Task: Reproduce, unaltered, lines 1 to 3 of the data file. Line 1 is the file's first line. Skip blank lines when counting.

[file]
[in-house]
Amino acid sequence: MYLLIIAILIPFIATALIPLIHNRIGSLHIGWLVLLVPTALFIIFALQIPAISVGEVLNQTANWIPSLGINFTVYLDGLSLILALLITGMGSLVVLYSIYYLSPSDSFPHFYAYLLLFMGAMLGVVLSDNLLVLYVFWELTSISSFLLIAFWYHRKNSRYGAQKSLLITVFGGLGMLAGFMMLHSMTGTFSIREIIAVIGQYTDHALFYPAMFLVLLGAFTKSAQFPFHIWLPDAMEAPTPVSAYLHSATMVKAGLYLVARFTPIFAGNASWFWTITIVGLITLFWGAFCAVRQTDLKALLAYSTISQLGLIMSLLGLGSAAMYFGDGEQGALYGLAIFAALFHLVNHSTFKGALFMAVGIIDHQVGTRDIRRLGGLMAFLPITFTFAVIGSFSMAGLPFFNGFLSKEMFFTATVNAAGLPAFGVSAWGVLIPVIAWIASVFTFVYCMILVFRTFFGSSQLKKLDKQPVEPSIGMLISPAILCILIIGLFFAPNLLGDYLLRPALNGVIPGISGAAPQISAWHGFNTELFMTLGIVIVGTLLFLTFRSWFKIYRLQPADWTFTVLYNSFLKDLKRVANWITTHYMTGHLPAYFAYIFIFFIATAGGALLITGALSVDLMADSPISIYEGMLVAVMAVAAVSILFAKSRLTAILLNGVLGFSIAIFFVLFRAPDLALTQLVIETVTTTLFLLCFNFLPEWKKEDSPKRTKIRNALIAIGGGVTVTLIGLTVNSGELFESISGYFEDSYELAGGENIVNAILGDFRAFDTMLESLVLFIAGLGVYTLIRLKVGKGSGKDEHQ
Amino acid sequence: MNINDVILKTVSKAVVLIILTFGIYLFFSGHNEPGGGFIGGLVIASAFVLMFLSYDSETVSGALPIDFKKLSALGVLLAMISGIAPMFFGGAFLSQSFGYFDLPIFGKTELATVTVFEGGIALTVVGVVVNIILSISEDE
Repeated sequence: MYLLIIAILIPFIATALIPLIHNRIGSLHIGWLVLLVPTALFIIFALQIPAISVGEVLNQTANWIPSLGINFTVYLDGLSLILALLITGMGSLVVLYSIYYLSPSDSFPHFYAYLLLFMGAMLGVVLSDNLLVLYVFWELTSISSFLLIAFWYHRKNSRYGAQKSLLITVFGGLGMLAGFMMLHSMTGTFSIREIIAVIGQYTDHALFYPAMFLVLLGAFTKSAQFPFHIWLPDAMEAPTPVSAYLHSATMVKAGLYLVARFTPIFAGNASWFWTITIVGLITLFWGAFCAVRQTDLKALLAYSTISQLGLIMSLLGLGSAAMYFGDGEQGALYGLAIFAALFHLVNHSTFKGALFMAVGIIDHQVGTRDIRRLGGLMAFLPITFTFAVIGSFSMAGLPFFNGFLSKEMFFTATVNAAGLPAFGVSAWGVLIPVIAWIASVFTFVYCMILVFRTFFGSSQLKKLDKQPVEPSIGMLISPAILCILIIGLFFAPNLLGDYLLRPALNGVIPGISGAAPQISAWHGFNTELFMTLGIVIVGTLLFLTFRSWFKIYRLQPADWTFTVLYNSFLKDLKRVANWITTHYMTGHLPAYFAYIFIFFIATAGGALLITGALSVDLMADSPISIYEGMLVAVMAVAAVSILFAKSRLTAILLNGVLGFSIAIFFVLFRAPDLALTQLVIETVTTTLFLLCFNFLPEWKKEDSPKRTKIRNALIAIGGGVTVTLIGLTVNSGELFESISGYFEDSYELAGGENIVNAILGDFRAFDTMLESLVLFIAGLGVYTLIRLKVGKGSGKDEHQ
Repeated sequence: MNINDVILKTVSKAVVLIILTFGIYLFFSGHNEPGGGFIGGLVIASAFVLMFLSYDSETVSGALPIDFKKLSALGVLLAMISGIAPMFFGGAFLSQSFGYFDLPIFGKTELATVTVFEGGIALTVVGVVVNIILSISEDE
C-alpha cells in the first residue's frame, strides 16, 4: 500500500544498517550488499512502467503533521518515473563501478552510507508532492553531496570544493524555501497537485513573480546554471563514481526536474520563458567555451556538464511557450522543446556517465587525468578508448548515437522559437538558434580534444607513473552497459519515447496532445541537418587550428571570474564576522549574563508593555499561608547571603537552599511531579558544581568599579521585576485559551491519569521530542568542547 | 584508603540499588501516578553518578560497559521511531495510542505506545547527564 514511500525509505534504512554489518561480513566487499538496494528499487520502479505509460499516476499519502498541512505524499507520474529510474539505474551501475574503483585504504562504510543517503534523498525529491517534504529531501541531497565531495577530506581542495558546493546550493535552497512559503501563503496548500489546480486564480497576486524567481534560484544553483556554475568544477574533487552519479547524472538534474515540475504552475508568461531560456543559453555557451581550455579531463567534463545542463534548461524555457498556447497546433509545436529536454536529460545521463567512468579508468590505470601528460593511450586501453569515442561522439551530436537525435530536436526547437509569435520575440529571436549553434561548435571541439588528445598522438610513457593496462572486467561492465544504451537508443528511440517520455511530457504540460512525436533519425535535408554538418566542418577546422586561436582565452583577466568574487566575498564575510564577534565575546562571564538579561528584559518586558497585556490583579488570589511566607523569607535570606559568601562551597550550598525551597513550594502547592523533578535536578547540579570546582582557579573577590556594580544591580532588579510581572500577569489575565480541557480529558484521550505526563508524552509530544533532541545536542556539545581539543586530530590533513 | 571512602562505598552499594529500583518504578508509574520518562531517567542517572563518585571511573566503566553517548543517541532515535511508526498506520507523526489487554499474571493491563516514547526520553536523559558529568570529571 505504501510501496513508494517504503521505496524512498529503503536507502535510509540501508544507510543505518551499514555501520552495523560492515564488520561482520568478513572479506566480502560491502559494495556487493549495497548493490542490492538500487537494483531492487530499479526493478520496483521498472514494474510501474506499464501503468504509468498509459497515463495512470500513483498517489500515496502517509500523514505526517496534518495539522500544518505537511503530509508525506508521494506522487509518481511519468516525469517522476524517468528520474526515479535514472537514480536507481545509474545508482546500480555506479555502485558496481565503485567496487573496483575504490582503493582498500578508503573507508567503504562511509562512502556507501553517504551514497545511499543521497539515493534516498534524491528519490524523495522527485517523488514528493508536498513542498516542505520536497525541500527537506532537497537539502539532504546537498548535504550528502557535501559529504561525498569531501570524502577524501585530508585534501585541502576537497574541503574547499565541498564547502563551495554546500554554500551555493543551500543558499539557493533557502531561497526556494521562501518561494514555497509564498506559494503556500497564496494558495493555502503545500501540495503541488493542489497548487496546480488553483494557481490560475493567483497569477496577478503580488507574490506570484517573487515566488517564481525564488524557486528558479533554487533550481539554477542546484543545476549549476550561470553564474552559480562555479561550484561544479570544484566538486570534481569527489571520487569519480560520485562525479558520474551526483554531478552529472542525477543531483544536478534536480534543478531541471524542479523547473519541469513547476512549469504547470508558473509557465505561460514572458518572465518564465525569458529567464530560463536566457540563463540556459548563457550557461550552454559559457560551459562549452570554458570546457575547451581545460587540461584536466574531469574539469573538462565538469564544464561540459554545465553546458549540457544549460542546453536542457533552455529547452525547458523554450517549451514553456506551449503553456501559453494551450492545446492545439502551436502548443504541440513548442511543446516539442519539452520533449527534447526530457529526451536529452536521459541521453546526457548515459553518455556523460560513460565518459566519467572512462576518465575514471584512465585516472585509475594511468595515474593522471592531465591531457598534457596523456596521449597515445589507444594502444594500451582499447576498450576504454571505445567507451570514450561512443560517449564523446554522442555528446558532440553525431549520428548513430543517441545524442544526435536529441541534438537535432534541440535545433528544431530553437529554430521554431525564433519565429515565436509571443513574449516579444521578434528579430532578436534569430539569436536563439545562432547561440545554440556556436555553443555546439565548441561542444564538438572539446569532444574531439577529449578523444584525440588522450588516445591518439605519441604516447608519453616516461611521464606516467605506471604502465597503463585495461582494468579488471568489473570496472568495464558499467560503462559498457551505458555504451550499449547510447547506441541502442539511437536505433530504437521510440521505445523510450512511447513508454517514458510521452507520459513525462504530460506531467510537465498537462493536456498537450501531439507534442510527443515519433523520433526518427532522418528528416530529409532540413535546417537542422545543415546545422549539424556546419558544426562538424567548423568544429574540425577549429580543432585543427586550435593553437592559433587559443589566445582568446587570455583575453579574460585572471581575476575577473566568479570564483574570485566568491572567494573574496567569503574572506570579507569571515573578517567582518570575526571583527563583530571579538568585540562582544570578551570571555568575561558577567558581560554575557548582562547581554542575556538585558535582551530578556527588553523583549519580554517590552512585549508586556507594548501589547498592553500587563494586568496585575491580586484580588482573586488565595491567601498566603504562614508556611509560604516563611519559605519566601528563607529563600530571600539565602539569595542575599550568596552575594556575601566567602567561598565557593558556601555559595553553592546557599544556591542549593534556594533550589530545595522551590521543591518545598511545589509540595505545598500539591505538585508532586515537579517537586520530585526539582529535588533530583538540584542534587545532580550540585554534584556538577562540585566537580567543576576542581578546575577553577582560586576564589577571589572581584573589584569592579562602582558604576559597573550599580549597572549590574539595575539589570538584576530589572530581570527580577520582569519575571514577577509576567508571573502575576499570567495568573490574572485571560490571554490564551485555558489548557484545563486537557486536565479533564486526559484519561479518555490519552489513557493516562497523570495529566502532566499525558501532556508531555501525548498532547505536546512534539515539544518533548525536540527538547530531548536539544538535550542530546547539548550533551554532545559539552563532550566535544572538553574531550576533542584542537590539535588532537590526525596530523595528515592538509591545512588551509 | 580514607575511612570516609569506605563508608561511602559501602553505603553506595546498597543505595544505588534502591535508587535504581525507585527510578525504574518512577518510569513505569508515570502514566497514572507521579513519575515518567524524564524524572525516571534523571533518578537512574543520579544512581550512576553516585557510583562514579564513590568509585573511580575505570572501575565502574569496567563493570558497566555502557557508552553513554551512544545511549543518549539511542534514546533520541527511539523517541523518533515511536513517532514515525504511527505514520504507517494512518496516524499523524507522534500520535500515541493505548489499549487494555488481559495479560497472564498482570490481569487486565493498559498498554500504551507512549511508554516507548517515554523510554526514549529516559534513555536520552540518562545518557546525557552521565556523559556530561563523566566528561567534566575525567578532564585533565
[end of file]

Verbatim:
[in-house]
Amino acid sequence: MYLLIIAILIPFIATALIPLIHNRIGSLHIGWLVLLVPTALFIIFALQIPAISVGEVLNQTANWIPSLGINFTVYLDGLSLILALLITGMGSLVVLYSIYYLSPSDSFPHFYAYLLLFMGAMLGVVLSDNLLVLYVFWELTSISSFLLIAFWYHRKNSRYGAQKSLLITVFGGLGMLAGFMMLHSMTGTFSIREIIAVIGQYTDHALFYPAMFLVLLGAFTKSAQFPFHIWLPDAMEAPTPVSAYLHSATMVKAGLYLVARFTPIFAGNASWFWTITIVGLITLFWGAFCAVRQTDLKALLAYSTISQLGLIMSLLGLGSAAMYFGDGEQGALYGLAIFAALFHLVNHSTFKGALFMAVGIIDHQVGTRDIRRLGGLMAFLPITFTFAVIGSFSMAGLPFFNGFLSKEMFFTATVNAAGLPAFGVSAWGVLIPVIAWIASVFTFVYCMILVFRTFFGSSQLKKLDKQPVEPSIGMLISPAILCILIIGLFFAPNLLGDYLLRPALNGVIPGISGAAPQISAWHGFNTELFMTLGIVIVGTLLFLTFRSWFKIYRLQPADWTFTVLYNSFLKDLKRVANWITTHYMTGHLPAYFAYIFIFFIATAGGALLITGALSVDLMADSPISIYEGMLVAVMAVAAVSILFAKSRLTAILLNGVLGFSIAIFFVLFRAPDLALTQLVIETVTTTLFLLCFNFLPEWKKEDSPKRTKIRNALIAIGGGVTVTLIGLTVNSGELFESISGYFEDSYELAGGENIVNAILGDFRAFDTMLESLVLFIAGLGVYTLIRLKVGKGSGKDEHQ
Amino acid sequence: MNINDVILKTVSKAVVLIILTFGIYLFFSGHNEPGGGFIGGLVIASAFVLMFLSYDSETVSGALPIDFKKLSALGVLLAMISGIAPMFFGGAFLSQSFGYFDLPIFGKTELATVTVFEGGIALTVVGVVVNIILSISEDE